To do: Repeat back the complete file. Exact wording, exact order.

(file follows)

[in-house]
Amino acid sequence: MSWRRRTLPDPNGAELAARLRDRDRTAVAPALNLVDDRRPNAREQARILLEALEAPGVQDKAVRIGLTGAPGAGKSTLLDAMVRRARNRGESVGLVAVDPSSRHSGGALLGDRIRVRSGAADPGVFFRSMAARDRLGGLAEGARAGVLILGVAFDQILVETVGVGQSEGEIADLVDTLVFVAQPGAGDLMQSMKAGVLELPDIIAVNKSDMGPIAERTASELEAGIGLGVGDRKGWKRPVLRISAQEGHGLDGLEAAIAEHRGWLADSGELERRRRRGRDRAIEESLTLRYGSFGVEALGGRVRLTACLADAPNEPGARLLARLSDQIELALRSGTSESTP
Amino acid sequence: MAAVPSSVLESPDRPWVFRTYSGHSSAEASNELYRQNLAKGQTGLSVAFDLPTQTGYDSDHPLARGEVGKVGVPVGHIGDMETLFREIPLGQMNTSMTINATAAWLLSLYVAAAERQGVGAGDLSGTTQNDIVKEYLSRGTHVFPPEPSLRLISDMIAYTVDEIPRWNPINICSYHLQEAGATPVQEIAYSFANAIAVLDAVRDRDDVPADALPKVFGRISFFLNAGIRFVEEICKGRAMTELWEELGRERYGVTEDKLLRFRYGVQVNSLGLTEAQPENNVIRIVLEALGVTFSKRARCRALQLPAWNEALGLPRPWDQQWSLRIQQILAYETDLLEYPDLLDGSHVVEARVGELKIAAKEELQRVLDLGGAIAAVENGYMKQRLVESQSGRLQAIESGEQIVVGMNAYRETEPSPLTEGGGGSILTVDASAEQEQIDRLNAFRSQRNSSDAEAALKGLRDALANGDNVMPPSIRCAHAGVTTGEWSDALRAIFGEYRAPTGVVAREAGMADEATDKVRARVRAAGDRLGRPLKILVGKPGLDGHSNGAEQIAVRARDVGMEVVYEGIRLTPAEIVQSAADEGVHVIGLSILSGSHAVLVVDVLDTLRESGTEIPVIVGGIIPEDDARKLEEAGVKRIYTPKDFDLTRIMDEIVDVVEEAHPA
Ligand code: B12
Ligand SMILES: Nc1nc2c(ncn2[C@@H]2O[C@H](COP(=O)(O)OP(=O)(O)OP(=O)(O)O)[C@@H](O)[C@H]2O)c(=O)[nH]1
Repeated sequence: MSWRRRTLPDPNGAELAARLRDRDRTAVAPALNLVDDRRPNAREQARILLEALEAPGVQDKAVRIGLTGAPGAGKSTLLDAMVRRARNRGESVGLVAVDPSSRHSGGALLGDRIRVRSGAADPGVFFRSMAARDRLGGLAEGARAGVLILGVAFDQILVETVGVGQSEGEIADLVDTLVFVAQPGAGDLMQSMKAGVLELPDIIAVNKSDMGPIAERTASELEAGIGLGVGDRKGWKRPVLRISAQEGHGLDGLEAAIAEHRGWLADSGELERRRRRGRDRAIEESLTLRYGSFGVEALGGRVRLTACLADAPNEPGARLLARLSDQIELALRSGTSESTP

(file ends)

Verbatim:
[in-house]
Amino acid sequence: MSWRRRTLPDPNGAELAARLRDRDRTAVAPALNLVDDRRPNAREQARILLEALEAPGVQDKAVRIGLTGAPGAGKSTLLDAMVRRARNRGESVGLVAVDPSSRHSGGALLGDRIRVRSGAADPGVFFRSMAARDRLGGLAEGARAGVLILGVAFDQILVETVGVGQSEGEIADLVDTLVFVAQPGAGDLMQSMKAGVLELPDIIAVNKSDMGPIAERTASELEAGIGLGVGDRKGWKRPVLRISAQEGHGLDGLEAAIAEHRGWLADSGELERRRRRGRDRAIEESLTLRYGSFGVEALGGRVRLTACLADAPNEPGARLLARLSDQIELALRSGTSESTP
Amino acid sequence: MAAVPSSVLESPDRPWVFRTYSGHSSAEASNELYRQNLAKGQTGLSVAFDLPTQTGYDSDHPLARGEVGKVGVPVGHIGDMETLFREIPLGQMNTSMTINATAAWLLSLYVAAAERQGVGAGDLSGTTQNDIVKEYLSRGTHVFPPEPSLRLISDMIAYTVDEIPRWNPINICSYHLQEAGATPVQEIAYSFANAIAVLDAVRDRDDVPADALPKVFGRISFFLNAGIRFVEEICKGRAMTELWEELGRERYGVTEDKLLRFRYGVQVNSLGLTEAQPENNVIRIVLEALGVTFSKRARCRALQLPAWNEALGLPRPWDQQWSLRIQQILAYETDLLEYPDLLDGSHVVEARVGELKIAAKEELQRVLDLGGAIAAVENGYMKQRLVESQSGRLQAIESGEQIVVGMNAYRETEPSPLTEGGGGSILTVDASAEQEQIDRLNAFRSQRNSSDAEAALKGLRDALANGDNVMPPSIRCAHAGVTTGEWSDALRAIFGEYRAPTGVVAREAGMADEATDKVRARVRAAGDRLGRPLKILVGKPGLDGHSNGAEQIAVRARDVGMEVVYEGIRLTPAEIVQSAADEGVHVIGLSILSGSHAVLVVDVLDTLRESGTEIPVIVGGIIPEDDARKLEEAGVKRIYTPKDFDLTRIMDEIVDVVEEAHPA
Ligand code: B12
Ligand SMILES: Nc1nc2c(ncn2[C@@H]2O[C@H](COP(=O)(O)OP(=O)(O)OP(=O)(O)O)[C@@H](O)[C@H]2O)c(=O)[nH]1
Repeated sequence: MSWRRRTLPDPNGAELAARLRDRDRTAVAPALNLVDDRRPNAREQARILLEALEAPGVQDKAVRIGLTGAPGAGKSTLLDAMVRRARNRGESVGLVAVDPSSRHSGGALLGDRIRVRSGAADPGVFFRSMAARDRLGGLAEGARAGVLILGVAFDQILVETVGVGQSEGEIADLVDTLVFVAQPGAGDLMQSMKAGVLELPDIIAVNKSDMGPIAERTASELEAGIGLGVGDRKGWKRPVLRISAQEGHGLDGLEAAIAEHRGWLADSGELERRRRRGRDRAIEESLTLRYGSFGVEALGGRVRLTACLADAPNEPGARLLARLSDQIELALRSGTSESTP